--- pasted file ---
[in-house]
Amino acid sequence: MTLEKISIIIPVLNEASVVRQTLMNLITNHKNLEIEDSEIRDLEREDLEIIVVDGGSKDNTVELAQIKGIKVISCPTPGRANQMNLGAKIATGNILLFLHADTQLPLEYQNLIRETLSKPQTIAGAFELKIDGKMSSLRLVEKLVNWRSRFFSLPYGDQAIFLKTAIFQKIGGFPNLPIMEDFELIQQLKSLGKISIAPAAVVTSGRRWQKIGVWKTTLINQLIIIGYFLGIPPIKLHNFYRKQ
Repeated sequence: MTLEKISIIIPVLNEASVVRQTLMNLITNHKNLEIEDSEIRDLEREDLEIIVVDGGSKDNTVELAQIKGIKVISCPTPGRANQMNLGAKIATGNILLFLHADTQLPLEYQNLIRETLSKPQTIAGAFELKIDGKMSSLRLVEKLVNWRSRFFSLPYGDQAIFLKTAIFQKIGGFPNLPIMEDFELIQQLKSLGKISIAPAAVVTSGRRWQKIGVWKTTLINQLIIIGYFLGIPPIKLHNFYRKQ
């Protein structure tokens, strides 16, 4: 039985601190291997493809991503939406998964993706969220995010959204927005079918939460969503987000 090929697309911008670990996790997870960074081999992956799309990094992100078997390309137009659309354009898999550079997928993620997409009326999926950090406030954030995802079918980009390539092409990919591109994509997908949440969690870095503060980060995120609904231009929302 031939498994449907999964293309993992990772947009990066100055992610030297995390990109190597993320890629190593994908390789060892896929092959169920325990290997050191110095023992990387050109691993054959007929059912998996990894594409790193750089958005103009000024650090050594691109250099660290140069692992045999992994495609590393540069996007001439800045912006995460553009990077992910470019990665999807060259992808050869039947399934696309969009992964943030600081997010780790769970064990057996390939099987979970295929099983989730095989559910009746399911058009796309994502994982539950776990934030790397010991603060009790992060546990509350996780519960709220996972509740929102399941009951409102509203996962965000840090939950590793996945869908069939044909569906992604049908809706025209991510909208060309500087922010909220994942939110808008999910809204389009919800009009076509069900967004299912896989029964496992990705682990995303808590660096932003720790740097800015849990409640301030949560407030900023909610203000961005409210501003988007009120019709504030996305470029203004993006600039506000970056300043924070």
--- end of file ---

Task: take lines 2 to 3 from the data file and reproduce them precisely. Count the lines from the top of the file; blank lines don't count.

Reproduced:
Amino acid sequence: MTLEKISIIIPVLNEASVVRQTLMNLITNHKNLEIEDSEIRDLEREDLEIIVVDGGSKDNTVELAQIKGIKVISCPTPGRANQMNLGAKIATGNILLFLHADTQLPLEYQNLIRETLSKPQTIAGAFELKIDGKMSSLRLVEKLVNWRSRFFSLPYGDQAIFLKTAIFQKIGGFPNLPIMEDFELIQQLKSLGKISIAPAAVVTSGRRWQKIGVWKTTLINQLIIIGYFLGIPPIKLHNFYRKQ
Repeated sequence: MTLEKISIIIPVLNEASVVRQTLMNLITNHKNLEIEDSEIRDLEREDLEIIVVDGGSKDNTVELAQIKGIKVISCPTPGRANQMNLGAKIATGNILLFLHADTQLPLEYQNLIRETLSKPQTIAGAFELKIDGKMSSLRLVEKLVNWRSRFFSLPYGDQAIFLKTAIFQKIGGFPNLPIMEDFELIQQLKSLGKISIAPAAVVTSGRRWQKIGVWKTTLINQLIIIGYFLGIPPIKLHNFYRKQ